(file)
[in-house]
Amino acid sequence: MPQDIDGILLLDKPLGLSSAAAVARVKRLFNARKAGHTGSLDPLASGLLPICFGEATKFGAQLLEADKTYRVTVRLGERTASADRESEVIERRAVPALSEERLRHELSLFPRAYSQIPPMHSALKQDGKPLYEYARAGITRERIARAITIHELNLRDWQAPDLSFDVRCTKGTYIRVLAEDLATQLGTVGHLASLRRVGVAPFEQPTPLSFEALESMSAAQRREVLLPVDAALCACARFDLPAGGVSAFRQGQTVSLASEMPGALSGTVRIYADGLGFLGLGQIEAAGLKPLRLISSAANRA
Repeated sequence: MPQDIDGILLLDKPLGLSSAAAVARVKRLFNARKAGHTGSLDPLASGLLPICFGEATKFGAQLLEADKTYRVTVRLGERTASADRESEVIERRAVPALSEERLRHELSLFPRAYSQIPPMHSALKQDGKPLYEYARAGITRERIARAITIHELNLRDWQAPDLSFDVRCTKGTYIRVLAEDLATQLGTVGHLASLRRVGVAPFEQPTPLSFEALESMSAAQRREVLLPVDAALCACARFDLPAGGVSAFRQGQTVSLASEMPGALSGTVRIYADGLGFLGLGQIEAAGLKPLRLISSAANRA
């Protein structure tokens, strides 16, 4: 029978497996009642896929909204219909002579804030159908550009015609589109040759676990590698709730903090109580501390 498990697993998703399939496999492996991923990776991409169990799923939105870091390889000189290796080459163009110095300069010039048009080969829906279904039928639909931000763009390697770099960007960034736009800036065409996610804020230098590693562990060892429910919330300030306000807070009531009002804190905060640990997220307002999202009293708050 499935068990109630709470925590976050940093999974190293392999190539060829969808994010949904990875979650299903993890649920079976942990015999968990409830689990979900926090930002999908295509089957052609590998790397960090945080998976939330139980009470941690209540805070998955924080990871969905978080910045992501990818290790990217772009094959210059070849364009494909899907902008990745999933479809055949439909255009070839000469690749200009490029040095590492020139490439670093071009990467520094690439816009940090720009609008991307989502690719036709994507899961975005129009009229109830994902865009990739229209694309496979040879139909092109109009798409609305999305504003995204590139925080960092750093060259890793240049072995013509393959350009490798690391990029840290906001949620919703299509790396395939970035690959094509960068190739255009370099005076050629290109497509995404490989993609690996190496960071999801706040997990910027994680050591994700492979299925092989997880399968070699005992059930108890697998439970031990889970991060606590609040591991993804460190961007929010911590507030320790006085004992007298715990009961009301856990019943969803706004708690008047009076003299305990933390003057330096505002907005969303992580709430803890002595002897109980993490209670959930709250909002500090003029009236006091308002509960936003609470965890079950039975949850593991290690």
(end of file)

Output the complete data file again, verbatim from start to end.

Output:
[in-house]
Amino acid sequence: MPQDIDGILLLDKPLGLSSAAAVARVKRLFNARKAGHTGSLDPLASGLLPICFGEATKFGAQLLEADKTYRVTVRLGERTASADRESEVIERRAVPALSEERLRHELSLFPRAYSQIPPMHSALKQDGKPLYEYARAGITRERIARAITIHELNLRDWQAPDLSFDVRCTKGTYIRVLAEDLATQLGTVGHLASLRRVGVAPFEQPTPLSFEALESMSAAQRREVLLPVDAALCACARFDLPAGGVSAFRQGQTVSLASEMPGALSGTVRIYADGLGFLGLGQIEAAGLKPLRLISSAANRA
Repeated sequence: MPQDIDGILLLDKPLGLSSAAAVARVKRLFNARKAGHTGSLDPLASGLLPICFGEATKFGAQLLEADKTYRVTVRLGERTASADRESEVIERRAVPALSEERLRHELSLFPRAYSQIPPMHSALKQDGKPLYEYARAGITRERIARAITIHELNLRDWQAPDLSFDVRCTKGTYIRVLAEDLATQLGTVGHLASLRRVGVAPFEQPTPLSFEALESMSAAQRREVLLPVDAALCACARFDLPAGGVSAFRQGQTVSLASEMPGALSGTVRIYADGLGFLGLGQIEAAGLKPLRLISSAANRA
């Protein structure tokens, strides 16, 4: 029978497996009642896929909204219909002579804030159908550009015609589109040759676990590698709730903090109580501390 498990697993998703399939496999492996991923990776991409169990799923939105870091390889000189290796080459163009110095300069010039048009080969829906279904039928639909931000763009390697770099960007960034736009800036065409996610804020230098590693562990060892429910919330300030306000807070009531009002804190905060640990997220307002999202009293708050 499935068990109630709470925590976050940093999974190293392999190539060829969808994010949904990875979650299903993890649920079976942990015999968990409830689990979900926090930002999908295509089957052609590998790397960090945080998976939330139980009470941690209540805070998955924080990871969905978080910045992501990818290790990217772009094959210059070849364009494909899907902008990745999933479809055949439909255009070839000469690749200009490029040095590492020139490439670093071009990467520094690439816009940090720009609008991307989502690719036709994507899961975005129009009229109830994902865009990739229209694309496979040879139909092109109009798409609305999305504003995204590139925080960092750093060259890793240049072995013509393959350009490798690391990029840290906001949620919703299509790396395939970035690959094509960068190739255009370099005076050629290109497509995404490989993609690996190496960071999801706040997990910027994680050591994700492979299925092989997880399968070699005992059930108890697998439970031990889970991060606590609040591991993804460190961007929010911590507030320790006085004992007298715990009961009301856990019943969803706004708690008047009076003299305990933390003057330096505002907005969303992580709430803890002595002897109980993490209670959930709250909002500090003029009236006091308002509960936003609470965890079950039975949850593991290690």